What it revealed is that for many royals (if not for members of British society more broadly), the Empire’s anachronistic hierarchy of race is a resistance feature of British society which still calls out for former subjects to be slotted into an assigned rung on that hierarchy. The media coverage of this ‘incident’ immediately re-surfaced charges made in recent years that the Royal Family is racist. These quickly reverberated “across the pond” to the U.S. where the ensuring media storm threatened to upstage the visit of Prince William and Princess Kate who were preparing to announce the first annual awards for William’s global initiative, the “Earth Climate Shot.” Again, history is far from merely “the dead past.” At the end of the day, I think it’s quite clear which one of the women in this encounter actually turned out to be the museum specimen.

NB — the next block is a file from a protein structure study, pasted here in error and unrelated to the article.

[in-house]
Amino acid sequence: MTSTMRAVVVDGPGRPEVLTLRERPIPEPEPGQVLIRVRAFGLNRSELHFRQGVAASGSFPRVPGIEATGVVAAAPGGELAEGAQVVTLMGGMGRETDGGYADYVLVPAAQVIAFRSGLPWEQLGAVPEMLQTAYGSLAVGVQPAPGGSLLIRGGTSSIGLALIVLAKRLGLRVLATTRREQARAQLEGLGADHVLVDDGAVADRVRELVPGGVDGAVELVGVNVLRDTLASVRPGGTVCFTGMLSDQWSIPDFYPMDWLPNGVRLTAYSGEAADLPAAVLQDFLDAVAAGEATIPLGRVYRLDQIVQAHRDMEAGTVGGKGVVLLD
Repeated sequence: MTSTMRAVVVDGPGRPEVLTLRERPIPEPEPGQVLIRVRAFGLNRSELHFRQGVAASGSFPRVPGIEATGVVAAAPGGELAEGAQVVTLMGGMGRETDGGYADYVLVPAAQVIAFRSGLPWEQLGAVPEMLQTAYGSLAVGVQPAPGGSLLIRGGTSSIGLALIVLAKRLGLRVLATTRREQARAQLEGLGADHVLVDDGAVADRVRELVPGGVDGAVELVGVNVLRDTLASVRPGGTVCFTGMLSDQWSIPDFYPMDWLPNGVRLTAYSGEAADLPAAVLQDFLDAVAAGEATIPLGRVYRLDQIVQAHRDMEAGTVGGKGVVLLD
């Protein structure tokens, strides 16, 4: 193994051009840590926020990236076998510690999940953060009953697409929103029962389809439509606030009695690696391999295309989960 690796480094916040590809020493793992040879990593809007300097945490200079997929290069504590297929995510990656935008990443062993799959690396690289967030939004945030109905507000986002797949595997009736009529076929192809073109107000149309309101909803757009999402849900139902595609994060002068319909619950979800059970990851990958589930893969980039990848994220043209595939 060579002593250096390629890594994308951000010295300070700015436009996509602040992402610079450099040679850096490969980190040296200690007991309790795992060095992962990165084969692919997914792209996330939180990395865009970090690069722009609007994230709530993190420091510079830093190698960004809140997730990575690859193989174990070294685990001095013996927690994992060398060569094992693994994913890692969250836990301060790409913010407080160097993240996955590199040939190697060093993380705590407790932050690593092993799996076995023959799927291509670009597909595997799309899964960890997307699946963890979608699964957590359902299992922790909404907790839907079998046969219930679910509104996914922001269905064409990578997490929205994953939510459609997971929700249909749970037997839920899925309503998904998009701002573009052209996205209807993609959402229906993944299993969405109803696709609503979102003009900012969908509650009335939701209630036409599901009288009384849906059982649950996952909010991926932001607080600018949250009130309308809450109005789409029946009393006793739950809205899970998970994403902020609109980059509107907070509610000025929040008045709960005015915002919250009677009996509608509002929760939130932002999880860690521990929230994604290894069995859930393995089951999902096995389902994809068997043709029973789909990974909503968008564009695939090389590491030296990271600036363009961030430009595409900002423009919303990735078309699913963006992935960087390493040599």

Jakes Homiak/Ras Kaimoh II

International Rastafari Archives Project (IRAP)

September 17, 2022